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Ordovician Period 505 Million Years Ago

When the Ordovician Period started 505 million years ago, animal life was found only in the sea. By the time it ended animals had taken their first steps onto land. During this period almost of the world's land was south of the equator. Africa sat over the South Pole, joined to South America, Antarctica, and Australia. Together this massive land masses created what is known as Gondwana. Animals of this period dwell in the shallow seas. Conditions became cold and half of the world's animal species became extinct. Ancient scratch marks created by glaciers show that a large ice cap developed over Gondwana.

NautiloidsThese extinctions affected the trilobites, which had become the most important arthropods of the time. One of the group animals that started to appear were the nautiloids. Unlike earlier mollusks, which lived on the seabed, nautiloids were able to swim. They could hover motionless above the seabed, watching prey with well developed eyes. They used a jet-like system like to dart quickly through the sea. This new way of life was possible by the unusual nautilod shells. This new developments would allow these animals to venture in the open water above them, rather than continue to hug the sea beds.

During the Ordovician Period the invertebrates still ruled the ocean floor. In Early Cambrian times, their bodies were small, and their exoskeletons, were paper thin. But by the begriming of the Ordovician several lines of arthropods had evolved their exoskeletons in to suits of armor to protect themselves from predators. One group of armored arthropods that were common during the Ordovician was the horseshoe crab. These were members of a line that will later produce spiders and scorpions.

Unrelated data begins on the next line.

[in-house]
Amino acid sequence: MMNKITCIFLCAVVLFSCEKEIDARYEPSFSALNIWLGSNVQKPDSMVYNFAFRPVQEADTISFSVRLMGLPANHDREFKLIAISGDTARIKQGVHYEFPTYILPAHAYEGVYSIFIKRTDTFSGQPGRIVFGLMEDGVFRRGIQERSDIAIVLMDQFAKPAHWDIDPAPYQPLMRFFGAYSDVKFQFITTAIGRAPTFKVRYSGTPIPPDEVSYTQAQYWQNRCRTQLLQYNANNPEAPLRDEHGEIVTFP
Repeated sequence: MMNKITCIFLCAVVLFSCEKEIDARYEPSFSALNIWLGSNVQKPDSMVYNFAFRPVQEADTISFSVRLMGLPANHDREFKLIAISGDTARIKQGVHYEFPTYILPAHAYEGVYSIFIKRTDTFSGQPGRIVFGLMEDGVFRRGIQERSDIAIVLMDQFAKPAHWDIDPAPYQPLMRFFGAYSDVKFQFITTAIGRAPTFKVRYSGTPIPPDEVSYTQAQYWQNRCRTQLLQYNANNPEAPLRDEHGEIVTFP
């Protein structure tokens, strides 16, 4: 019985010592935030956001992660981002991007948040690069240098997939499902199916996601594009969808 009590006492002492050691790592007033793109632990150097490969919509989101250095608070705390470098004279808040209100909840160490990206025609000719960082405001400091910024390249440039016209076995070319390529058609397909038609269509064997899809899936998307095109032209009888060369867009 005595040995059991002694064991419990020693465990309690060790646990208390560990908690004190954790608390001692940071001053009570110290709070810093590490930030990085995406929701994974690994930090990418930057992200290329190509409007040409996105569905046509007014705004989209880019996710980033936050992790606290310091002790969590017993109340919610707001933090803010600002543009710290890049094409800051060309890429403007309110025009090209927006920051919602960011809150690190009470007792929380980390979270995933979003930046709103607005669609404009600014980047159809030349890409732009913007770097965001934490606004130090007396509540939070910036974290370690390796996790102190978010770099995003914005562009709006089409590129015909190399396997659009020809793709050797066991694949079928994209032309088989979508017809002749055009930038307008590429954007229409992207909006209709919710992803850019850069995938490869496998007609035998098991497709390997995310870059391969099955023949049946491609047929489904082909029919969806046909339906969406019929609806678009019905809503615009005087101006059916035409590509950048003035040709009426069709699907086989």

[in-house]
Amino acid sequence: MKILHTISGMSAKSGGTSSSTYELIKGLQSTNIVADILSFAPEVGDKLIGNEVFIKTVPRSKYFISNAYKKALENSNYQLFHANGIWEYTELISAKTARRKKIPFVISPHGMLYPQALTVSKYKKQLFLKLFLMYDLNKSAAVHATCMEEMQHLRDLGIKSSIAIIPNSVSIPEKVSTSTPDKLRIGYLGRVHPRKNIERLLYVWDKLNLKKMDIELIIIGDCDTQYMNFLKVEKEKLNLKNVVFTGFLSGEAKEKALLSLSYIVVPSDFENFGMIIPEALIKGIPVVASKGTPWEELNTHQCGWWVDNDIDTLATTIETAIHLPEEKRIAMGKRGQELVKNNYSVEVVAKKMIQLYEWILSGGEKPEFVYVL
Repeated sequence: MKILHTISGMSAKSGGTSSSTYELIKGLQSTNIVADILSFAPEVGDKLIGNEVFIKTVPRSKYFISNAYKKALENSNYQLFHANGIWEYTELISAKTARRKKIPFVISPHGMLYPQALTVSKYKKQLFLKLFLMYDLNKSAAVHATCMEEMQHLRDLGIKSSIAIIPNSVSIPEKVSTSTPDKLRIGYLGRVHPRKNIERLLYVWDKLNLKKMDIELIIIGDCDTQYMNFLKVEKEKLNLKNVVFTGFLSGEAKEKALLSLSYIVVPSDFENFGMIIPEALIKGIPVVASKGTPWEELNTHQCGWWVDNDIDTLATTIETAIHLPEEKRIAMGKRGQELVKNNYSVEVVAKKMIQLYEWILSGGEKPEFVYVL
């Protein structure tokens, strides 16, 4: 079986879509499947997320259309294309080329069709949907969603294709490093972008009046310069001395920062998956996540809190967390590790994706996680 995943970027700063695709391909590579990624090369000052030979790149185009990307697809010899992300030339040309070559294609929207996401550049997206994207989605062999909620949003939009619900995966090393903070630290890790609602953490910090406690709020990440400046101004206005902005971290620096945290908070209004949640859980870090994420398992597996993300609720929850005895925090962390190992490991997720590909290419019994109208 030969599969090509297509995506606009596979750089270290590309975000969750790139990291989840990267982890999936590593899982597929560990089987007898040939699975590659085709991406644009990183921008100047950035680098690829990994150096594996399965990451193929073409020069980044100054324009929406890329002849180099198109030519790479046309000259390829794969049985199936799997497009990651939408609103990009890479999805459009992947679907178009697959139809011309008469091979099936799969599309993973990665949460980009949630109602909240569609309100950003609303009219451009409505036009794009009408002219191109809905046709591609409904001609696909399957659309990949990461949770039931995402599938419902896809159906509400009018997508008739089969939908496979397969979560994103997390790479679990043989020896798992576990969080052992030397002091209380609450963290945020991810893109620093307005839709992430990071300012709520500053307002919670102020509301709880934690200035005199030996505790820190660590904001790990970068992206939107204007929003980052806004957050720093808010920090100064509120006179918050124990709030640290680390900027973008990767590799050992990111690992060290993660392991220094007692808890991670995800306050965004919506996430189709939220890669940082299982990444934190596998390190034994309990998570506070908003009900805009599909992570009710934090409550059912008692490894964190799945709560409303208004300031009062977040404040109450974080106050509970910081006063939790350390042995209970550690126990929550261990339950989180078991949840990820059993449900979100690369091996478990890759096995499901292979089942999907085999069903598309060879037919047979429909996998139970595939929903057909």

During the Ordovician a rare event took place on the ocean's floor. A completely new group of animals appeared after the Cambrian explosion. Known as bryozoans, were small invertebrates which were protected by boxlike skeletons. They formed colonies, forming shapes that often looked like plants. Bryozoans proved to be a very successful addition to the animal kingdom and are still widespread today.

Ordovician Period